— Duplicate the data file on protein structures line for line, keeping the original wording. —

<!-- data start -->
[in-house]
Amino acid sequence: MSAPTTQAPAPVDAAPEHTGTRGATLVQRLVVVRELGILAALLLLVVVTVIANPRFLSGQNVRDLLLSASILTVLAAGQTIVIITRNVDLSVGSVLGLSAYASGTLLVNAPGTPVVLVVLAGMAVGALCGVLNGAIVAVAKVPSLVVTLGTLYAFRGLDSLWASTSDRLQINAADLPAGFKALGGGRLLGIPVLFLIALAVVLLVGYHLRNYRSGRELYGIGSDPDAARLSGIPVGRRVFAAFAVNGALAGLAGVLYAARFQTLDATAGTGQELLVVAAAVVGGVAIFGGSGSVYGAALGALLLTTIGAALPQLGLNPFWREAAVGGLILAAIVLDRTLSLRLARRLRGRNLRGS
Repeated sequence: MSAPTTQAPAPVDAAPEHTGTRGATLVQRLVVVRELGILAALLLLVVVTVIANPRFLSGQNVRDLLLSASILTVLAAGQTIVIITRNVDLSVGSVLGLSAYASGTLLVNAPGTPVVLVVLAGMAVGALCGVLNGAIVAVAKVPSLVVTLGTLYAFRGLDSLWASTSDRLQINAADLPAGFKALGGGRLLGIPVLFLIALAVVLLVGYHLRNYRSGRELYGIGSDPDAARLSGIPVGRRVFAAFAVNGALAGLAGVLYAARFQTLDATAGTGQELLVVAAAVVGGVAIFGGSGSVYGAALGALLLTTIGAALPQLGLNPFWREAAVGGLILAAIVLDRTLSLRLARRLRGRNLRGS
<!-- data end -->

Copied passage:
[in-house]
Amino acid sequence: MSAPTTQAPAPVDAAPEHTGTRGATLVQRLVVVRELGILAALLLLVVVTVIANPRFLSGQNVRDLLLSASILTVLAAGQTIVIITRNVDLSVGSVLGLSAYASGTLLVNAPGTPVVLVVLAGMAVGALCGVLNGAIVAVAKVPSLVVTLGTLYAFRGLDSLWASTSDRLQINAADLPAGFKALGGGRLLGIPVLFLIALAVVLLVGYHLRNYRSGRELYGIGSDPDAARLSGIPVGRRVFAAFAVNGALAGLAGVLYAARFQTLDATAGTGQELLVVAAAVVGGVAIFGGSGSVYGAALGALLLTTIGAALPQLGLNPFWREAAVGGLILAAIVLDRTLSLRLARRLRGRNLRGS
Repeated sequence: MSAPTTQAPAPVDAAPEHTGTRGATLVQRLVVVRELGILAALLLLVVVTVIANPRFLSGQNVRDLLLSASILTVLAAGQTIVIITRNVDLSVGSVLGLSAYASGTLLVNAPGTPVVLVVLAGMAVGALCGVLNGAIVAVAKVPSLVVTLGTLYAFRGLDSLWASTSDRLQINAADLPAGFKALGGGRLLGIPVLFLIALAVVLLVGYHLRNYRSGRELYGIGSDPDAARLSGIPVGRRVFAAFAVNGALAGLAGVLYAARFQTLDATAGTGQELLVVAAAVVGGVAIFGGSGSVYGAALGALLLTTIGAALPQLGLNPFWREAAVGGLILAAIVLDRTLSLRLARRLRGRNLRGS